Managing risks with laser scanning gives AEC firms an edge

The more that clients demand the service, the easier it is to justify the cost of laser scanning equipment and software.

March 17, 2016 |
Managing risks with laser scanning gives AEC firms an edge

A new report estimates that the global terrestrial 3D laser scanning market will grow by 16.5% annually and reach $4.9 billion by 2020. Despite factors such as high cost and pokey data processing, more AEC firms are at least considering laser scanning to minimize project risk. Image courtesy Stantec.

When the engineering/architecture firm SSOE performed laser scanning for projects in the past, it was always client driven. The scanning, data processing, and modeling were done only when customers demanded them.

But about two years ago, the firm “took a leap of faith,” recalls its Technology Leader Mark LaBell, when he convinced his boss to approve a $2,500 one-day scan. Since then, SSOE has made a deeper dive into this service by significantly increasing its investments in servers, computers, and personnel training, and widening the network of third-party scanning companies it uses.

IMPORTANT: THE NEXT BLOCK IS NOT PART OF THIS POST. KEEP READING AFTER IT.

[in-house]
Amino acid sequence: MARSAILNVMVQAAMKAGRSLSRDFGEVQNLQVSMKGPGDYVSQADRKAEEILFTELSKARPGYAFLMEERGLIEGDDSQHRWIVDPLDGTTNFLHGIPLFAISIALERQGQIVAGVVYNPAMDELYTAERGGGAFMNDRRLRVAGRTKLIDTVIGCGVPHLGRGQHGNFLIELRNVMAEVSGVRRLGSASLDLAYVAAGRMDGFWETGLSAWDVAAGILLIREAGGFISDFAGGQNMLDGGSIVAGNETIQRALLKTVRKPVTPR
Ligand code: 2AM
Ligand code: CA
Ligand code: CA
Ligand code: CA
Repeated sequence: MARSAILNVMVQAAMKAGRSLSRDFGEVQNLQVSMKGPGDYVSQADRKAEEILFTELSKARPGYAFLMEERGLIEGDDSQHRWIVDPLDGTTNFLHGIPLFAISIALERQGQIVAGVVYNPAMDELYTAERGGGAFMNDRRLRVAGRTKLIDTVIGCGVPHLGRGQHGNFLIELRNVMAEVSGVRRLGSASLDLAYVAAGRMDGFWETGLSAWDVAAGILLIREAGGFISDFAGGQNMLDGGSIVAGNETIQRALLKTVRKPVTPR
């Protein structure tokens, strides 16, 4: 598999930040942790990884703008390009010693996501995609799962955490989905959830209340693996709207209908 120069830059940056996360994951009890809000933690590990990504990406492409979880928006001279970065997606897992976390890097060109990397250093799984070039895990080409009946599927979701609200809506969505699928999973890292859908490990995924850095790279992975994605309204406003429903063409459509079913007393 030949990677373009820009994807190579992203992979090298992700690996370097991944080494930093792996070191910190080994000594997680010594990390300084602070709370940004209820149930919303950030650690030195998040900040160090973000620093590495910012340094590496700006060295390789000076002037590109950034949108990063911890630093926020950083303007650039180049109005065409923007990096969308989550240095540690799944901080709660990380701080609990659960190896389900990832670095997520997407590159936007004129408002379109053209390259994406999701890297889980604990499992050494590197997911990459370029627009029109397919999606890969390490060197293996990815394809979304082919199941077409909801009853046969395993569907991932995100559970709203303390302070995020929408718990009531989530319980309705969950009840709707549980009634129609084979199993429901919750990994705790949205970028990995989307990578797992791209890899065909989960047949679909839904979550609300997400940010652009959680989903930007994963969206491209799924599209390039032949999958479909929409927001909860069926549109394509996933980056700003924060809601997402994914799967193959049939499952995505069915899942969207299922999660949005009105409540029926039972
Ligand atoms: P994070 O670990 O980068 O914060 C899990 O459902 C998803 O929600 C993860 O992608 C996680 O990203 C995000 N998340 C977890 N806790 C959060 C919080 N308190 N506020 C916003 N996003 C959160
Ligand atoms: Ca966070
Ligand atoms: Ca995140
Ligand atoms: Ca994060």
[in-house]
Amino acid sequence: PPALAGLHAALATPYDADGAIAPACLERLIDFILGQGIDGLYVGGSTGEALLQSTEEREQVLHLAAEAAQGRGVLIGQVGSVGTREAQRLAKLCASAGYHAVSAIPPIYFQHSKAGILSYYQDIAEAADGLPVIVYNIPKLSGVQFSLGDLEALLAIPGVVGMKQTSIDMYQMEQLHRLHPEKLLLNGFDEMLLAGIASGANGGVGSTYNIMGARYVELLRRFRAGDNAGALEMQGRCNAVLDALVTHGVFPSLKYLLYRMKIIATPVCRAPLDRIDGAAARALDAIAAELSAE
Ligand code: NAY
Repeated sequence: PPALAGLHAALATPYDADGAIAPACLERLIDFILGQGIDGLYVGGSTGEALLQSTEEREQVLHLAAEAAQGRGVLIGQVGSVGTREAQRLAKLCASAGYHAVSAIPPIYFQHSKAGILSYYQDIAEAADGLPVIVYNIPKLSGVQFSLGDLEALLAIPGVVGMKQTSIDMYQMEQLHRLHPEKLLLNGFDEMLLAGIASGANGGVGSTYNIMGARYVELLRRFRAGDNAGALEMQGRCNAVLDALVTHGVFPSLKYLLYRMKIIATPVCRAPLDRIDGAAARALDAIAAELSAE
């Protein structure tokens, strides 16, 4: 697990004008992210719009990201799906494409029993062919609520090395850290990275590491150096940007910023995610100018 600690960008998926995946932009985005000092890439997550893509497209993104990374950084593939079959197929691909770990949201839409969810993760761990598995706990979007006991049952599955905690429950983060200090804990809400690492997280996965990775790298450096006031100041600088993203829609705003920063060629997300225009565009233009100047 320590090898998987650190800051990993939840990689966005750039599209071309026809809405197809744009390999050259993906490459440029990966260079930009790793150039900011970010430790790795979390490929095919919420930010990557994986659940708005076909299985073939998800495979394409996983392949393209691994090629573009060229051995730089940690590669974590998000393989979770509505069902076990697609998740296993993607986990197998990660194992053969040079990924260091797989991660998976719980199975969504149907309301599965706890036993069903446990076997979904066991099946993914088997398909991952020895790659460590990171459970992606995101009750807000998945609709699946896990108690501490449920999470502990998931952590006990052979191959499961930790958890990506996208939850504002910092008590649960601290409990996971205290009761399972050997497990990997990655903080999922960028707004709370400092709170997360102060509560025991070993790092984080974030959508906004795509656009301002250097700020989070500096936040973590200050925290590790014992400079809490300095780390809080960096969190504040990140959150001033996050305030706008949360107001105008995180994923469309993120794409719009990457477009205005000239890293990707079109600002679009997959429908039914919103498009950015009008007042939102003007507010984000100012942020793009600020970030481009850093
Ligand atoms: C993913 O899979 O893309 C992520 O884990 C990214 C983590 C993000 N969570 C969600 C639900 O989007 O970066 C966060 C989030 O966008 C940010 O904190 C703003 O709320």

The result, says LaBell, “has been a fire hose” of client interest. As of late January, SSOE had 16 projects that were either being scanned or for which laser scanning was part of the proposal. “That’s just in the last six weeks,” says LaBell. He estimates the firm will deploy laser scanning on 75 projects this year.

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Laser scanning has become an essential reality-capture tool and competitive advantage for a growing number of AEC firms. It provides an extra layer of quality control and accuracy, and allows firms to expand their portfolios.

Linn Bjornrud, AIA, Associate and BIM Manager with Leo A Daly, says his firm has clients that are conducting scientific studies deep within the Earth, “and we have architecture we need to build there that, prior to laser scanning, would have been quite a feat to accomplish.”